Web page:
Consider the following fact pattern:
Joe is the Chief Executive Officer of Transient, Inc., a Delaware corporation that is headquartered in Dallas, Texas. Transient’s sole asset is 100 acres of undeveloped land in California. Without consulting, much less obtaining the authorization of Transient’s board of directors or stockholders, Joe enters into a land sales contract with Innocent Developer, Inc., a Nevada corporation. The contract is negotiated and executed by the parties in New York City, where Innocent is headquartered, and includes a New York choice of law clause. When Transient’s board learns that Joe has deeded the property to Innocent, it is beyond upset and wants to have the conveyance due to Joe’s failure to obtain either board or stockholder approval.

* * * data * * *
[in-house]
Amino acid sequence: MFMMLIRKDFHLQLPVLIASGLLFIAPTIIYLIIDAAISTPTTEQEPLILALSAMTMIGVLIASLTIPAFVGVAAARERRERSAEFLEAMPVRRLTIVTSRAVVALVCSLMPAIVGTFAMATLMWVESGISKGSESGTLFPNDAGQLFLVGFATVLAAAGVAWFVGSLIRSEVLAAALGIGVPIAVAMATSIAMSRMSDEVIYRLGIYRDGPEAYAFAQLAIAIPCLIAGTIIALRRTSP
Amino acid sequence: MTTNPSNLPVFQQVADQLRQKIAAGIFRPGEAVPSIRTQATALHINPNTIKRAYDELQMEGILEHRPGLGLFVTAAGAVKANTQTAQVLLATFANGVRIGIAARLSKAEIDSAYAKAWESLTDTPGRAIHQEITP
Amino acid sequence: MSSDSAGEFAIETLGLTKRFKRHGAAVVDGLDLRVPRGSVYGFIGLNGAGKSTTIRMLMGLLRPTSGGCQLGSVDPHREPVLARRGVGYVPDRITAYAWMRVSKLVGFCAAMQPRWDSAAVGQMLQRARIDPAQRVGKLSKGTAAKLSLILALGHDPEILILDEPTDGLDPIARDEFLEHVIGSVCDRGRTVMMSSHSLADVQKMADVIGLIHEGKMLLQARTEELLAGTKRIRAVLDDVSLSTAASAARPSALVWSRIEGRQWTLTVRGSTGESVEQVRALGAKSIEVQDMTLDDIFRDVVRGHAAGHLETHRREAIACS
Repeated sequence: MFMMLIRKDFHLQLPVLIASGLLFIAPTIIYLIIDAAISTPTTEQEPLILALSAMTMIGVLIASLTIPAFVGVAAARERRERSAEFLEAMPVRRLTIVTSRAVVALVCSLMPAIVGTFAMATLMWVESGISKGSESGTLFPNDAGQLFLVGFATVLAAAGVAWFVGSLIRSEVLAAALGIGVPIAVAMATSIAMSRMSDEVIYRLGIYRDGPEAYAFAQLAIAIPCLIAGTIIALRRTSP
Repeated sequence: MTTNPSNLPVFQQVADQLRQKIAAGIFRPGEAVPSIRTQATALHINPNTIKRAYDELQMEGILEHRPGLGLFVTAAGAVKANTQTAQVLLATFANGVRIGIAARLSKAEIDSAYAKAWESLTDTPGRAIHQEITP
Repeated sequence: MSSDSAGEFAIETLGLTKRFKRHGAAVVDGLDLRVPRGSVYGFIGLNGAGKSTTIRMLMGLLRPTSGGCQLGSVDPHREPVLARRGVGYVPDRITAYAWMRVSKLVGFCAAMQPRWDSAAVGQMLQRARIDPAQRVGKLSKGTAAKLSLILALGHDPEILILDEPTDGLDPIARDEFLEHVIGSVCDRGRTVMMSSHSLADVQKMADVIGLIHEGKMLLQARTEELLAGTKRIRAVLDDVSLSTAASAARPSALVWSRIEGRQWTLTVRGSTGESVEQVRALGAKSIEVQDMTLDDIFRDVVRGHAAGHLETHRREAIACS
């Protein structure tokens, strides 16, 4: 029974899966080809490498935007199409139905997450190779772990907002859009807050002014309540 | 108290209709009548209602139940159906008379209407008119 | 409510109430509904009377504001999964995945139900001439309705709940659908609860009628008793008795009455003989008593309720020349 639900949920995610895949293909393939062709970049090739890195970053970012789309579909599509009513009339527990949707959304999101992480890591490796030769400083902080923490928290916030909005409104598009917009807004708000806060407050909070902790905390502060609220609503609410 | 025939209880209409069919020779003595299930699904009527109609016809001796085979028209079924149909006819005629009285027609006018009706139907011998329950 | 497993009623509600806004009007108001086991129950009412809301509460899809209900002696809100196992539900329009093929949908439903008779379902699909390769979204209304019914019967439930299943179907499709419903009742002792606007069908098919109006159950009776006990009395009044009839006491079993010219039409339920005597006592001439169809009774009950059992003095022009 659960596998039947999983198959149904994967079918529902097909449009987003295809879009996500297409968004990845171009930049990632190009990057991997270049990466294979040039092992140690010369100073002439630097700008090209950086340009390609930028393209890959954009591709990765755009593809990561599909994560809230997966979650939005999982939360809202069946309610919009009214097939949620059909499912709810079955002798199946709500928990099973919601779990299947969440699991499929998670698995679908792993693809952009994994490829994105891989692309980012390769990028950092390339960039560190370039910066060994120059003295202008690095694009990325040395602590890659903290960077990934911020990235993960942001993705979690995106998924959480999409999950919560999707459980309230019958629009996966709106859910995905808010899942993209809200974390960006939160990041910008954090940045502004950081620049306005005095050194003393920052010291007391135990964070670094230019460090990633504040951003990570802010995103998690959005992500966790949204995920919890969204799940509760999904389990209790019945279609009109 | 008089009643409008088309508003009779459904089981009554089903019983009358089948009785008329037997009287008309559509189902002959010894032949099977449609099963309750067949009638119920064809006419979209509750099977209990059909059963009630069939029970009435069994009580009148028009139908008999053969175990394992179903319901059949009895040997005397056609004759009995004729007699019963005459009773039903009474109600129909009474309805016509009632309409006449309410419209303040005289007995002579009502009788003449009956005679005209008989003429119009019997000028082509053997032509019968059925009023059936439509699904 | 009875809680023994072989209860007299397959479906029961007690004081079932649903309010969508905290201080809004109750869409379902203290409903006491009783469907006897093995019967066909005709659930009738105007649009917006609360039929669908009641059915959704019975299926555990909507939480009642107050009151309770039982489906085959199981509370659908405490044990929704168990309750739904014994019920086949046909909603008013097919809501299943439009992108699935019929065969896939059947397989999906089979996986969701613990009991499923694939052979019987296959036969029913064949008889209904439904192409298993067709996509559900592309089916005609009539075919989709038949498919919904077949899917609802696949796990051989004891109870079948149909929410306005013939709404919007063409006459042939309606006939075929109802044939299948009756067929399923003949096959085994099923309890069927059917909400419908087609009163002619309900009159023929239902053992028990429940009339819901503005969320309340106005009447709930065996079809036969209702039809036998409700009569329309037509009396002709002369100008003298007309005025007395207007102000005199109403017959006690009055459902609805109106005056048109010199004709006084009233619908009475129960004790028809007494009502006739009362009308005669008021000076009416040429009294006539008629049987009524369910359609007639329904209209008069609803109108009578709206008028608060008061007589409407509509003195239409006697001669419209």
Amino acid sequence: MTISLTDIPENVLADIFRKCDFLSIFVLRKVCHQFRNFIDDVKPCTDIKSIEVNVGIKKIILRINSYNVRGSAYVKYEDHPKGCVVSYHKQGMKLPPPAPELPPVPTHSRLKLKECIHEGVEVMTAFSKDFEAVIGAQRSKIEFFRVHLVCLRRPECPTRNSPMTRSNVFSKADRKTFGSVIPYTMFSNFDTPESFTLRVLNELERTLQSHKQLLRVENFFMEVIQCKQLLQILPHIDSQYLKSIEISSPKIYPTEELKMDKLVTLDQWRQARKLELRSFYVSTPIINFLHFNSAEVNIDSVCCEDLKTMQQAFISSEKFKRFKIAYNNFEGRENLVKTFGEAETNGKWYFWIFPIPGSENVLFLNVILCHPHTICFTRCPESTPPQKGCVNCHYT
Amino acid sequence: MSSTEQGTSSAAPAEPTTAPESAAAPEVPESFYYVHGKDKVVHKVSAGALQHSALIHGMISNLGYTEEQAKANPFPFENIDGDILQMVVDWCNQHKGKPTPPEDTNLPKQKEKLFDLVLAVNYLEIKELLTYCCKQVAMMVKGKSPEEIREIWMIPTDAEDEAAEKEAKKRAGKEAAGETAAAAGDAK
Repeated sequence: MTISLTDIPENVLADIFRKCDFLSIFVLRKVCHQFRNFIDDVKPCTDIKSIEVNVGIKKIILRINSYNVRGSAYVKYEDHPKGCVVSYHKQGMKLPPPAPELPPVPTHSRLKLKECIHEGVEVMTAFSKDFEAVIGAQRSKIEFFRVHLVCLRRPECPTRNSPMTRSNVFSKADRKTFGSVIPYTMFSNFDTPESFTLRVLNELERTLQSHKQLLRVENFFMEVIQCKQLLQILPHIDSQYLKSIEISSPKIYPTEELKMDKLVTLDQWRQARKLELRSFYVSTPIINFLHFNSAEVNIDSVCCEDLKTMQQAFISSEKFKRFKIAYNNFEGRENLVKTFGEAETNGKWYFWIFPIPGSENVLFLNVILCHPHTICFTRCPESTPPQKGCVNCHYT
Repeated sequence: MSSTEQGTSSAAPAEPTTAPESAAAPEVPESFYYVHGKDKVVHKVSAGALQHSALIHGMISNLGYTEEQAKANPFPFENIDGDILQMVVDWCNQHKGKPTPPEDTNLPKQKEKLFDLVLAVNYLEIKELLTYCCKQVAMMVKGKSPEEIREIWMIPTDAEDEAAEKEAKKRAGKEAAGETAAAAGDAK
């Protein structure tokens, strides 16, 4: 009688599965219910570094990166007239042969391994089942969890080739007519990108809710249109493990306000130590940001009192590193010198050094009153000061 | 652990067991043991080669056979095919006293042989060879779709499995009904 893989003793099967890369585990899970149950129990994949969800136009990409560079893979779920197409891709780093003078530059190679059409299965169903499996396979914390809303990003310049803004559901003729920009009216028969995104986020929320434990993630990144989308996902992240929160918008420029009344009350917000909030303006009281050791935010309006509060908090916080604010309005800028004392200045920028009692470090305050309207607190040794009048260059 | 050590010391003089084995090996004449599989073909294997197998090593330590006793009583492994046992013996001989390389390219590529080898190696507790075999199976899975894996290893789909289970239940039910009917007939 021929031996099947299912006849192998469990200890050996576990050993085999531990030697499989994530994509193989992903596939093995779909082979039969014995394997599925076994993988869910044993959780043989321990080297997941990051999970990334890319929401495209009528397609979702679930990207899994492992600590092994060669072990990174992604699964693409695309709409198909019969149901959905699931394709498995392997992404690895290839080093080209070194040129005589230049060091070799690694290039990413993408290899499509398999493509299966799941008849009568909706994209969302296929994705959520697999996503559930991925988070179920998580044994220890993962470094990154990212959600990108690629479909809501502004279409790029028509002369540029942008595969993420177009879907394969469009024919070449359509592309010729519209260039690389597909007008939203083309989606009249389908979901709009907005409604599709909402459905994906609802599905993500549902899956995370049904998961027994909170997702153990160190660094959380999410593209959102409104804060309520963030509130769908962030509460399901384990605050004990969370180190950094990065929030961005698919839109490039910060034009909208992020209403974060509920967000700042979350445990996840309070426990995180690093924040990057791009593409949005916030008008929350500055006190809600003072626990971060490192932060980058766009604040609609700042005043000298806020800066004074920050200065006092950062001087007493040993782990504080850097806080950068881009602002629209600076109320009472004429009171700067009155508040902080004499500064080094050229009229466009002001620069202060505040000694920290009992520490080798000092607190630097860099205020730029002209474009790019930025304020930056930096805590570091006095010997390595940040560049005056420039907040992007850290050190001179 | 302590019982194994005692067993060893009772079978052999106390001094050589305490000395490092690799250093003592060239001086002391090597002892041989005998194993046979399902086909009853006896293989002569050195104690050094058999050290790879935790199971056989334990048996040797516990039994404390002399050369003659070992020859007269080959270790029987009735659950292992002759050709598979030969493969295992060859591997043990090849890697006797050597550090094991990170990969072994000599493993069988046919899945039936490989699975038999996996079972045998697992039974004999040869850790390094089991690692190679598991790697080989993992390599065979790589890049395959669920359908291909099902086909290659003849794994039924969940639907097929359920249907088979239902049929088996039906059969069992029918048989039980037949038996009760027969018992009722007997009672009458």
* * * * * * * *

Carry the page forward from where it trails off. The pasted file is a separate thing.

Does anyone think that California law will apply? The California legislature does. Section 208 of the California Corporations Code states that it applies to contracts and conveyances made by foreign corporations “in this state” and to “all conveyances by foreign corporations of real property situated in this state”. Section 208(b) provides that any contract or conveyance made in the name of a corporation that is done within the scope of the authority, actual or apparent, conferred by the board or within the agency power of the officer executing it binds the corporation, whether the contract is executed or wholly or in part executory.